The temple of Wat Mahathat was founded in the 18th century, even before the founding of Bangkok (1782). It has been considerably altered over the years, most notably by the young Prince Mongkut who would later become King Rama IV of Thailand.
Today, the temple is the headquarters of the Mahanikai school of Buddhism, Thailand’s largest monastic order. It’s used as a center for monastic learning for members of the school who come from all across Southeast Asia. The temple is also home to the Center for Vipassana Meditation at Buddhist University, and is one of several in Bangkok that offers classes in meditations. Some programs are taught in English.
Originally built to house a relic of the Buddha, Wat Mahathat is one of the oldest shrines in Bangkok. The temple is tucked away on the grounds, surrounded by a confusing layout of schools, offices, and other buildings. When you come to the entrance to the inner courtyard, push your way through the door. It tends to be closed to keep out the noise of the surrounding environs. The courtyard is packed with statues and relics, with an out-of-place garden of tall palm trees pushed to the back.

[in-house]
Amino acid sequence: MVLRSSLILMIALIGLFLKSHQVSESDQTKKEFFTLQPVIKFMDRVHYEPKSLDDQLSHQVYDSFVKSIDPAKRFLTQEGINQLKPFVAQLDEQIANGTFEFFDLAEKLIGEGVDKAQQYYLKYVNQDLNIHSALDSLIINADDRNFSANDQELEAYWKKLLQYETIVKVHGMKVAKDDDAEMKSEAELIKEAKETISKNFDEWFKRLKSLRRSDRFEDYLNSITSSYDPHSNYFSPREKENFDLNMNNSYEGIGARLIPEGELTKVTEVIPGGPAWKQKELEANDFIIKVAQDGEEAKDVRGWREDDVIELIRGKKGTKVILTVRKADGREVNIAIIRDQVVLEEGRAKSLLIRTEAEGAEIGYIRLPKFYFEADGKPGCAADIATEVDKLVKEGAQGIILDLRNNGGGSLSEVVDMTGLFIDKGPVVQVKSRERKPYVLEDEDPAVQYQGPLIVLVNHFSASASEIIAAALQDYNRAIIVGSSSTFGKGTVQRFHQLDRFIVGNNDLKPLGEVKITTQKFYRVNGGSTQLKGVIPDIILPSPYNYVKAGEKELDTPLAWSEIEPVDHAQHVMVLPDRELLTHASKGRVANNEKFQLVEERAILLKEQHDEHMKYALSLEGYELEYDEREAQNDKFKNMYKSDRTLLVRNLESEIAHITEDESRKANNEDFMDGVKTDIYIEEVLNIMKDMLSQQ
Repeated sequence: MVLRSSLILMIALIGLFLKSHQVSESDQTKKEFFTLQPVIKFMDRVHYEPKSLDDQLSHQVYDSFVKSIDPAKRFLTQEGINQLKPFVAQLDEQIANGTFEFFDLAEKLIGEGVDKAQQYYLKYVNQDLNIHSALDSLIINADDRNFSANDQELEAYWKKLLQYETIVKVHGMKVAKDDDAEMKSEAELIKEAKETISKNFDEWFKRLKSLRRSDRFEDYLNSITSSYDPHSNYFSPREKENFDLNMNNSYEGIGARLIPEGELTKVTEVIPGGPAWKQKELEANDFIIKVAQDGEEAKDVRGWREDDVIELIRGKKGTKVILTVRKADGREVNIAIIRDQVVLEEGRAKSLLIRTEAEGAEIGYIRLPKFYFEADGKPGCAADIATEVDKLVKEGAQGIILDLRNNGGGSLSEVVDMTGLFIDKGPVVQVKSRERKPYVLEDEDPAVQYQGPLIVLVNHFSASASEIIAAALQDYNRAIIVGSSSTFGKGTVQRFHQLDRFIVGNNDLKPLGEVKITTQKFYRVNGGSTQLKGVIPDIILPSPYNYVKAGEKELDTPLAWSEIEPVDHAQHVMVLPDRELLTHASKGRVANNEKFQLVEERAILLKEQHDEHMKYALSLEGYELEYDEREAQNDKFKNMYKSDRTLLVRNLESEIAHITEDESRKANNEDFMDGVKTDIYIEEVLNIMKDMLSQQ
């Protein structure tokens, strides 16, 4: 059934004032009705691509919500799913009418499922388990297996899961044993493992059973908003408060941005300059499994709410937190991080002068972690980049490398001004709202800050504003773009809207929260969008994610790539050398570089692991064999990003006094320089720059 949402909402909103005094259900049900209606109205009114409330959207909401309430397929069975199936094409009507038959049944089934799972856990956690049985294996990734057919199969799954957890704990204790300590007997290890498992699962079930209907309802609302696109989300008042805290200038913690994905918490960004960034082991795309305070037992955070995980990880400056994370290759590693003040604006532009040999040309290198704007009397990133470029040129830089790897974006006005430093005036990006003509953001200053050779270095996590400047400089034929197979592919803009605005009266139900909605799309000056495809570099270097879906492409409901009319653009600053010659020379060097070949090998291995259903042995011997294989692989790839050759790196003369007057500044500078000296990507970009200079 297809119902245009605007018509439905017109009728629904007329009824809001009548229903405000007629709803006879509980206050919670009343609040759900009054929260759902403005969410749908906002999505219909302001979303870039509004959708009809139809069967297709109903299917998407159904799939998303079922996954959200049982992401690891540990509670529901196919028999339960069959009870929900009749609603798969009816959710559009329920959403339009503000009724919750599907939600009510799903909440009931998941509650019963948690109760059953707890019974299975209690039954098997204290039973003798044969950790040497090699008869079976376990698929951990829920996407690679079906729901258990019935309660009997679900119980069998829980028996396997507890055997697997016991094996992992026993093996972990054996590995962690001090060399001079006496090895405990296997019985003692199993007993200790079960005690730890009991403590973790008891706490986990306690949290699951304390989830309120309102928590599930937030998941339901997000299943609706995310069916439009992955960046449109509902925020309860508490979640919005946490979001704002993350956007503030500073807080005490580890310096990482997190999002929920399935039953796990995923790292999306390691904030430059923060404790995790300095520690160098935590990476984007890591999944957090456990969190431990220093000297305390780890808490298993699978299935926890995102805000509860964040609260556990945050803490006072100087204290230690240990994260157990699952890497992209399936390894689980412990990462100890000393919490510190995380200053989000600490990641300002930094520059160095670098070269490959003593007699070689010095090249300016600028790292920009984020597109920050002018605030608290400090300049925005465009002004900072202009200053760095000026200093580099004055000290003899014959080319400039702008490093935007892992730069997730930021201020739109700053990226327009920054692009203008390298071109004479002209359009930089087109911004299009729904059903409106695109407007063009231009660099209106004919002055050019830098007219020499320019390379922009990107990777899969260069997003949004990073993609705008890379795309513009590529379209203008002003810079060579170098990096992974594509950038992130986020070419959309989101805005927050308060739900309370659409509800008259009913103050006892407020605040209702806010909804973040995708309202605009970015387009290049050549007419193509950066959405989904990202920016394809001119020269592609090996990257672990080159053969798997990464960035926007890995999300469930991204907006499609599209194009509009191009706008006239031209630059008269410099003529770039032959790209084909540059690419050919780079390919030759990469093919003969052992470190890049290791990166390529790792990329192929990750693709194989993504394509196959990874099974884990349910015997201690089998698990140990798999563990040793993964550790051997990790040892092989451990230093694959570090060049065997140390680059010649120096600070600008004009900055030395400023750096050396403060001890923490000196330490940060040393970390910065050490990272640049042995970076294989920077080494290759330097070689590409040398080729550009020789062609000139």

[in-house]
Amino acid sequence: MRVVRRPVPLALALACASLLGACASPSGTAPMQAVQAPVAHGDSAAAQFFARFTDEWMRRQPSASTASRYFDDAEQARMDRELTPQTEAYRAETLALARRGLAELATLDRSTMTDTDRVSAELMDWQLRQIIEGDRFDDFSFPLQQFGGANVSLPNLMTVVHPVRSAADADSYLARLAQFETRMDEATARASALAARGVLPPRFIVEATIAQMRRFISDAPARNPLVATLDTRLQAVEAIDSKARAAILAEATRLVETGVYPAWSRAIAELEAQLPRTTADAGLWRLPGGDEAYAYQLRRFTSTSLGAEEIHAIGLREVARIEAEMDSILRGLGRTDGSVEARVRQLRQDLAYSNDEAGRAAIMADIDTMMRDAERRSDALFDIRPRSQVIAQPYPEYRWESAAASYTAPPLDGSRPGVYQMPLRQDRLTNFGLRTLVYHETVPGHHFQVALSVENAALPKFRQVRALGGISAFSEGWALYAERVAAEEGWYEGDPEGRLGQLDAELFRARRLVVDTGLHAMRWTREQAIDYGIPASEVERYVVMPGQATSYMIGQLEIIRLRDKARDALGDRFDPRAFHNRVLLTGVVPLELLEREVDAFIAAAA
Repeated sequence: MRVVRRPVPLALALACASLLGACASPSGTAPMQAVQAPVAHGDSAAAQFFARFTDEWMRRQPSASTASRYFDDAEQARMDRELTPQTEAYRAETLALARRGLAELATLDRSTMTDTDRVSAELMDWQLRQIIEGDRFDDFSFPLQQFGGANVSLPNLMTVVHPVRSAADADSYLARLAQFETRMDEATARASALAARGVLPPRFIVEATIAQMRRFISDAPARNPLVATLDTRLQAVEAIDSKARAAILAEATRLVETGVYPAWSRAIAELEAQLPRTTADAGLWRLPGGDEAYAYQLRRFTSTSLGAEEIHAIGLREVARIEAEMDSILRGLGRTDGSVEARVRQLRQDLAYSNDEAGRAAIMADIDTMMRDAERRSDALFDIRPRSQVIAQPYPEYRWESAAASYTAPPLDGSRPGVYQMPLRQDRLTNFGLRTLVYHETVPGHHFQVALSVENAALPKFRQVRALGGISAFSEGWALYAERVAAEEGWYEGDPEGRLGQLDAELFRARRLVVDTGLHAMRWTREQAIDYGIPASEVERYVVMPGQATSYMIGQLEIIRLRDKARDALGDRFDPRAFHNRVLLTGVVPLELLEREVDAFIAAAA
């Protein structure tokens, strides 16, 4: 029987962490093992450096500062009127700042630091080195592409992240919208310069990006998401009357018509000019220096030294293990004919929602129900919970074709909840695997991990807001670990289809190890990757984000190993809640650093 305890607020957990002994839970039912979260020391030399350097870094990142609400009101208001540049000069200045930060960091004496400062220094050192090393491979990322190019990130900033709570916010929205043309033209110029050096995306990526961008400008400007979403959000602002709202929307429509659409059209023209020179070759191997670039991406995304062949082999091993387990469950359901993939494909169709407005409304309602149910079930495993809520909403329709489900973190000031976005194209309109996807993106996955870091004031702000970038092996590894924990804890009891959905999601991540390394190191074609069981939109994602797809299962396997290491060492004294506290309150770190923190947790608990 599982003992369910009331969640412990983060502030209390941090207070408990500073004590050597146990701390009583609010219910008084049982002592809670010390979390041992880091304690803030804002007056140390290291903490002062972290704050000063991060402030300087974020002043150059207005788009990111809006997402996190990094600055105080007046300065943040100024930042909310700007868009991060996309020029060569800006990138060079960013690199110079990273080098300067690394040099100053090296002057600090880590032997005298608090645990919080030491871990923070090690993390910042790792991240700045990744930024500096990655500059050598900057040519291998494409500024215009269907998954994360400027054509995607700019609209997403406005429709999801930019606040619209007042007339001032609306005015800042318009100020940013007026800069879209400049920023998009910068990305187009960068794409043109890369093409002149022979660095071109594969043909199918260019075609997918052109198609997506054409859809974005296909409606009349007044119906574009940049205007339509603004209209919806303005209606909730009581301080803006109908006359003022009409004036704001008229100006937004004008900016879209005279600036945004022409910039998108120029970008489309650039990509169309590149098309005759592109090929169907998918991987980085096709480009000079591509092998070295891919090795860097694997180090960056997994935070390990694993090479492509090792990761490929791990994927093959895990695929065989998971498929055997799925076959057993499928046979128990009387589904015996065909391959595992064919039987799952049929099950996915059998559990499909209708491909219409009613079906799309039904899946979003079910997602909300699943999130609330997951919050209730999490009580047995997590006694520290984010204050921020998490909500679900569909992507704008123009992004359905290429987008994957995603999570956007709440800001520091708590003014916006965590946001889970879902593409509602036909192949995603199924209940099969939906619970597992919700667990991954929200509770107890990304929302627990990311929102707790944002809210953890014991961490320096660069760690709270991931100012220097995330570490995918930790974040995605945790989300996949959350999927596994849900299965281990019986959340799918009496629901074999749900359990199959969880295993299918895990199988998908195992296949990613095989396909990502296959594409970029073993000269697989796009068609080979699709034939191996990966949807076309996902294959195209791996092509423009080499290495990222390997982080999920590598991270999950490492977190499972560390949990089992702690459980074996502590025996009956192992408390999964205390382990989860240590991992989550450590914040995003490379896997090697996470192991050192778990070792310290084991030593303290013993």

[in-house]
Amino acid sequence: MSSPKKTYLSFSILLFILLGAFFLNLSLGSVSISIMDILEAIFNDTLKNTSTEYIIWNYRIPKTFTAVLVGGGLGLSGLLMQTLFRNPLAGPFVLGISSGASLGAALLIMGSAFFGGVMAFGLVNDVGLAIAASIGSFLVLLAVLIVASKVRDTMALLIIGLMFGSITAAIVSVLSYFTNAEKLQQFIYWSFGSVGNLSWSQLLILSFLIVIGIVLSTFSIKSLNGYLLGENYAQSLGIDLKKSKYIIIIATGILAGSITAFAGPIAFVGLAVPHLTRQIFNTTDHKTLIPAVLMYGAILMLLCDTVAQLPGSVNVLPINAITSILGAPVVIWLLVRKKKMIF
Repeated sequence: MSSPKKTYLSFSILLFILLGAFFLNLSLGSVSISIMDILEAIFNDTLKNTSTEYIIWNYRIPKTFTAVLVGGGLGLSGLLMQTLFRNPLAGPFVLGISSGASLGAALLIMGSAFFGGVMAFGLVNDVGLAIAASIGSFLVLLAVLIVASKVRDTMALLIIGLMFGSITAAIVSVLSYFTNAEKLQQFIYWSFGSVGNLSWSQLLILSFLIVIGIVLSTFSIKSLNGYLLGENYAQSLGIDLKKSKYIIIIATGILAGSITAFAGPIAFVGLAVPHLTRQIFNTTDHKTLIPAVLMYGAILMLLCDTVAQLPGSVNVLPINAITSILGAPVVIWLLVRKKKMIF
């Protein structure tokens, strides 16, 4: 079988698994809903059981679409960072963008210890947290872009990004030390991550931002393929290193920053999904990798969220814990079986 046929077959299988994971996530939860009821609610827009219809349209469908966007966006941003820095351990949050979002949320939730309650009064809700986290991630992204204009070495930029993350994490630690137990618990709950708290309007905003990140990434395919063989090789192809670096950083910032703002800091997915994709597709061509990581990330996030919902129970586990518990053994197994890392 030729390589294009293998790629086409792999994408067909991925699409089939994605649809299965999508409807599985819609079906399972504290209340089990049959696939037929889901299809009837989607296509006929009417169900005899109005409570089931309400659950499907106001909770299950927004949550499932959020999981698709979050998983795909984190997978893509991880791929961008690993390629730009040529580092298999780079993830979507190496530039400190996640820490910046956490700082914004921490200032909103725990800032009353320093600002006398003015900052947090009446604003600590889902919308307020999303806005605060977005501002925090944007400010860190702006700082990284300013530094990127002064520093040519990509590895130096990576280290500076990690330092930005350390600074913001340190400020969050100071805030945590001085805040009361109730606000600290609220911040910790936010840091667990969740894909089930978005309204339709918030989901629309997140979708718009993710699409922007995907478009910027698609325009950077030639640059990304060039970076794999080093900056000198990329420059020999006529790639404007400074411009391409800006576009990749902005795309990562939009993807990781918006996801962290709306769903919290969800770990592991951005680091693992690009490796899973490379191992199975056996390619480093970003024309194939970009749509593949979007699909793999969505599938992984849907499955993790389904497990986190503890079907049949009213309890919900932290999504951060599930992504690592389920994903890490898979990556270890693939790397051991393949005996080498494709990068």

Next to the temple, vendors gather every Sunday for Bangkok’s largest amulet market, where they peddle religious amulets, talismans, charms, and traditional medicine. All of the amulets have a different purpose: to restore health, to bring great wealth, or to keep enemies away, for example.
Know Before You Go
The Temple is located near Sanam Luang Park, between the Grand Palace and the National Museum. Enter on Mahathat Road.